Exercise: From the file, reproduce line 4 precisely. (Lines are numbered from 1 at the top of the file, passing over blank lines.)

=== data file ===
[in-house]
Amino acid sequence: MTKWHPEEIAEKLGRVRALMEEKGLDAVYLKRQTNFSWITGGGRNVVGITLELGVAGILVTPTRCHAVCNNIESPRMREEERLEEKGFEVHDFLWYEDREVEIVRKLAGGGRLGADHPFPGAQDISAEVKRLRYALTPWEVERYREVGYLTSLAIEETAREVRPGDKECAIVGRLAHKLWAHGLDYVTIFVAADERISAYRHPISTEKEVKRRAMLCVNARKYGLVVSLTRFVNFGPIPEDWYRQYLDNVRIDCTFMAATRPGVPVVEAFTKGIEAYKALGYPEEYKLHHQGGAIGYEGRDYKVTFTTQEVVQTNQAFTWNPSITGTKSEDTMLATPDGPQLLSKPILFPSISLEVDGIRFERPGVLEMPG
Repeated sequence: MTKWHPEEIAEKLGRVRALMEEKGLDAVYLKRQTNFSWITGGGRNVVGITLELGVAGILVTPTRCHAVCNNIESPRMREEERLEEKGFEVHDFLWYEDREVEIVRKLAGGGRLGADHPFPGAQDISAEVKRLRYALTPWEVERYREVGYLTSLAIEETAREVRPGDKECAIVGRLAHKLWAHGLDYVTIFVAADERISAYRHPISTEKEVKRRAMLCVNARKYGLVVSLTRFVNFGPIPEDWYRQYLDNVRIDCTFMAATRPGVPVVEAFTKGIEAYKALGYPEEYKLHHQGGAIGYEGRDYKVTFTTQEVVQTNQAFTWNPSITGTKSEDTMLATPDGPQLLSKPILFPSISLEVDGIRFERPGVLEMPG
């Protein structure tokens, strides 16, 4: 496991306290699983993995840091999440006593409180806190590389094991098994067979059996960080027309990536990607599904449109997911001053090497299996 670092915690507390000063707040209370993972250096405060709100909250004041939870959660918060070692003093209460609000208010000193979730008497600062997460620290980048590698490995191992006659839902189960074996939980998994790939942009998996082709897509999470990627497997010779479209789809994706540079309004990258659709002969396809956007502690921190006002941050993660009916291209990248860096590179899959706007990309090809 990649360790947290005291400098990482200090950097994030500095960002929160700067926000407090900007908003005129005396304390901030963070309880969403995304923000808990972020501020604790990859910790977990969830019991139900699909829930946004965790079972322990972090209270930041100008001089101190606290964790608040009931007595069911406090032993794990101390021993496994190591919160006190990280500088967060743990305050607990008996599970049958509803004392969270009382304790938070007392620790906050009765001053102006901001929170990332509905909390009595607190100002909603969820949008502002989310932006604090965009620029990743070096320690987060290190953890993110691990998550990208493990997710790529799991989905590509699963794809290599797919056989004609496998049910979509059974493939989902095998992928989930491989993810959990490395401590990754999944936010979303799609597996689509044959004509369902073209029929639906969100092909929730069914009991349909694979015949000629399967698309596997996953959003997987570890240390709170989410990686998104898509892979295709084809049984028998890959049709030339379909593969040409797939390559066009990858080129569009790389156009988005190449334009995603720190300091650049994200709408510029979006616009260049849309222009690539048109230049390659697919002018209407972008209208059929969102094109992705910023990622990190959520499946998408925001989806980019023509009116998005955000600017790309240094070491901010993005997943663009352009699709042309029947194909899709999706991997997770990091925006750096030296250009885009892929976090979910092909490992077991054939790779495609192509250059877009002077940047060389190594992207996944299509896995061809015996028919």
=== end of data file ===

């Protein structure tokens, strides 16, 4: 496991306290699983993995840091999440006593409180806190590389094991098994067979059996960080027309990536990607599904449109997911001053090497299996 670092915690507390000063707040209370993972250096405060709100909250004041939870959660918060070692003093209460609000208010000193979730008497600062997460620290980048590698490995191992006659839902189960074996939980998994790939942009998996082709897509999470990627497997010779479209789809994706540079309004990258659709002969396809956007502690921190006002941050993660009916291209990248860096590179899959706007990309090809 990649360790947290005291400098990482200090950097994030500095960002929160700067926000407090900007908003005129005396304390901030963070309880969403995304923000808990972020501020604790990859910790977990969830019991139900699909829930946004965790079972322990972090209270930041100008001089101190606290964790608040009931007595069911406090032993794990101390021993496994190591919160006190990280500088967060743990305050607990008996599970049958509803004392969270009382304790938070007392620790906050009765001053102006901001929170990332509905909390009595607190100002909603969820949008502002989310932006604090965009620029990743070096320690987060290190953890993110691990998550990208493990997710790529799991989905590509699963794809290599797919056989004609496998049910979509059974493939989902095998992928989930491989993810959990490395401590990754999944936010979303799609597996689509044959004509369902073209029929639906969100092909929730069914009991349909694979015949000629399967698309596997996953959003997987570890240390709170989410990686998104898509892979295709084809049984028998890959049709030339379909593969040409797939390559066009990858080129569009790389156009988005190449334009995603720190300091650049994200709408510029979006616009260049849309222009690539048109230049390659697919002018209407972008209208059929969102094109992705910023990622990190959520499946998408925001989806980019023509009116998005955000600017790309240094070491901010993005997943663009352009699709042309029947194909899709999706991997997770990091925006750096030296250009885009892929976090979910092909490992077991054939790779495609192509250059877009002077940047060389190594992207996944299509896995061809015996028919």